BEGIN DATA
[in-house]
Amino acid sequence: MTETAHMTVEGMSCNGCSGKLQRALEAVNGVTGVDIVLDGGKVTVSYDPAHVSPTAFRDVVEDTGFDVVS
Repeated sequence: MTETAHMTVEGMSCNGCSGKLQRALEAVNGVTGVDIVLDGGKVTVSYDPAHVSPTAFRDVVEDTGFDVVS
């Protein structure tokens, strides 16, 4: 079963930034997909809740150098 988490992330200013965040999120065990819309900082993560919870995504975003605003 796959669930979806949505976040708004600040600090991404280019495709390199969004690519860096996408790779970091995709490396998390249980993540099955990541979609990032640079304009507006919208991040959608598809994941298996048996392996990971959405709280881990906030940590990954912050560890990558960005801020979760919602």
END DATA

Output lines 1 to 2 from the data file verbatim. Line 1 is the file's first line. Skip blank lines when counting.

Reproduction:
[in-house]
Amino acid sequence: MTETAHMTVEGMSCNGCSGKLQRALEAVNGVTGVDIVLDGGKVTVSYDPAHVSPTAFRDVVEDTGFDVVS